First, the article from http://www.watercure.com…
I am a researcher. I have researched dehydration for the past 20 years. When I discovered that the solution to most of the disease conditions of our society is not a money maker, I decided to take my information to the public.
My research revealed that unintentional dehydration produces stress, chronic pains and many degenerative diseases. Dry mouth is not the only sign of dehydration and waiting to get thirsty is wrong. Medicine has based its understanding that it is solid matter in the body that regulates all functions of the body. I have explained scientifically at the molecular level that it is water that regulates all functions of the body including functions of solid matter. 75 % of our bodies are composed of water. The brain is 85% water. It is water that energizes and activates the solid matter. If you donâ€™t take enough water, some functions of the body will suffer. Dehydration produces system disturbances. When I use the word water cure, I am referring to curing dehydration with water.
Fereydoon Batmanghelidj, M.D.
Now a couple of comments from other sources.
He is arguing for a new scientific approach that turns clinical medicine on its head.
Daily Mail, London, UK
Dr.Batmanghelidj is a highly respected ‘founding father’ as far as information on the importance of water is concerned and his books describe in technically detailed, yet simple to understand language how dehydration affects the physiological process leading to the logical manifestation of symptoms, which are, in fact, simply the warning lights of dehydration displayed in various bodily areas.
Positive Health, UK
I came across this interesting article and comments, and thought I will share it with you all. It tends to simplify health by implying that the main deficiency is ill-health is water, and the doctor wants us to get to drink W A T E R.
I am not disputing some of the basic facts. Body does consist of 75% water, so dehydration should have deleterious effect on the body. But is hydration and perhaps over hydration a cure all? I do not think so. I will elaborate with real life examples.
We know that in Europe and to a certain extent all over the northern hemisphere, the last two summers have been excessively hot. Look at heat exposure and resultant deaths from high temperatures. In India, it is a fairly common occurrence. Last year in France, and to a lesser extent this year, many people, particularly the senior citizens died because of overexposure to heat. If you treat the resultant dehydration with water only, you will not cure the problem or prevent death. This is because there is not only loss of water and dehydration to contend with, but also salt depletion. If you blindly rehydrate with water, you will enhance the salt depletion effects at the cell level and increase the disfunctionality of the cells of the body. People who work outdoors in hot countries, should supplement not only with water but also with salt.
Another example is water depletion from diarrhea. It is quite obvious that there is net water loss from the body. It is obvious to the simplest of mothers that her child needs water. But, in medicine, we recommend replacement with water and salts. There are various formulations available which basically simulate the water and electrolyte content of the body. Again, mere water replacement to combat dehydration is not the answer and may be counter productive. Also trying to treat a diarrhea with salt and water replacement may not work, if we do not try and kill the germs that caused it in the first place. so in selected patients we give an appropriate antibiotic or antihelminthic.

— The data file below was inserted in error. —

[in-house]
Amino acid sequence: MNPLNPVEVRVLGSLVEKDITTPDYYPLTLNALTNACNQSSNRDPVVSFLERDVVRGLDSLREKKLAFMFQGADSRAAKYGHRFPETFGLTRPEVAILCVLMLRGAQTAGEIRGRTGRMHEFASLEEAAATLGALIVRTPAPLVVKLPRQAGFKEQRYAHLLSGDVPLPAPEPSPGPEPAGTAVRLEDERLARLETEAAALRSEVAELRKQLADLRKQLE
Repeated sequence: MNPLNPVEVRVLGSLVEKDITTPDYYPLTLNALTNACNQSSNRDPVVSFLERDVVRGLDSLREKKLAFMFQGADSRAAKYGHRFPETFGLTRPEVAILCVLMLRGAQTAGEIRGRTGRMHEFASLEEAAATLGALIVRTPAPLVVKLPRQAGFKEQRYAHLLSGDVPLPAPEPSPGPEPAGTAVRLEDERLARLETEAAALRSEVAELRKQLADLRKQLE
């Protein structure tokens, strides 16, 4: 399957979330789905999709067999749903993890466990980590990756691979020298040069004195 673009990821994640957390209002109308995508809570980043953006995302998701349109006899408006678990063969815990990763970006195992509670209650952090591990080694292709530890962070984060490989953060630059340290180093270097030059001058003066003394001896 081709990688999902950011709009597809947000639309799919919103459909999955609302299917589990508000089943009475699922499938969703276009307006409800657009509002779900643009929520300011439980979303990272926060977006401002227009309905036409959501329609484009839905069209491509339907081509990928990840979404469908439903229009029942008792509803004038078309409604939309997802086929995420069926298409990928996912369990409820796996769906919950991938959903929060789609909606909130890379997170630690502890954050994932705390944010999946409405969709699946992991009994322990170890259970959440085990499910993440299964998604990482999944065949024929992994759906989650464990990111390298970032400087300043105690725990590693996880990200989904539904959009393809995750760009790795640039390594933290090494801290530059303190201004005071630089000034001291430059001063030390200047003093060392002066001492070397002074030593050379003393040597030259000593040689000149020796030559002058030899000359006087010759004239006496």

Look at an uncontrolled or poorly controlled diabetic. He/she is surely dehydrated, but there is a tremendous salt loss also. Unlike the heat stroke salt depletion, this one is more of potassium salt depletion and has to be dealt with accordingly. And with all that treatment we would be negligent if we did not treat the underlying diabetes with Insulin.
I could recite many examples from medicine where the depletion is mainly of other nutrients, sometimes exclusively or sometimes with dehydration. Arenâ€™t a lot of people taking replacement vitamins for health? Or replacement vitamins and minerals? Isnâ€™t â€œpernicious anaemiaâ€ essentially a Vitamin B12 depletion/absence problem and nothing to do with water dehydration?
My conclusion is this. The body consists of 75% water and needs to be constantly rehydrated for good health. But it also consists of 25% other elements and molecules, and in general, these other molecules and the nutrition that nurtures these is even more necessary. These are available from various foods we imbibe. You need good nutrition to stay healthy. Water is merely a part of that nutrition. Because we happen to have water in plenty around us, we should not ignore the fact that it is necessary for survival and for good health. In other words, we should not take rehydration as granted, but should be consciously aware of the need to rehydrate, as a part of the nutritional process.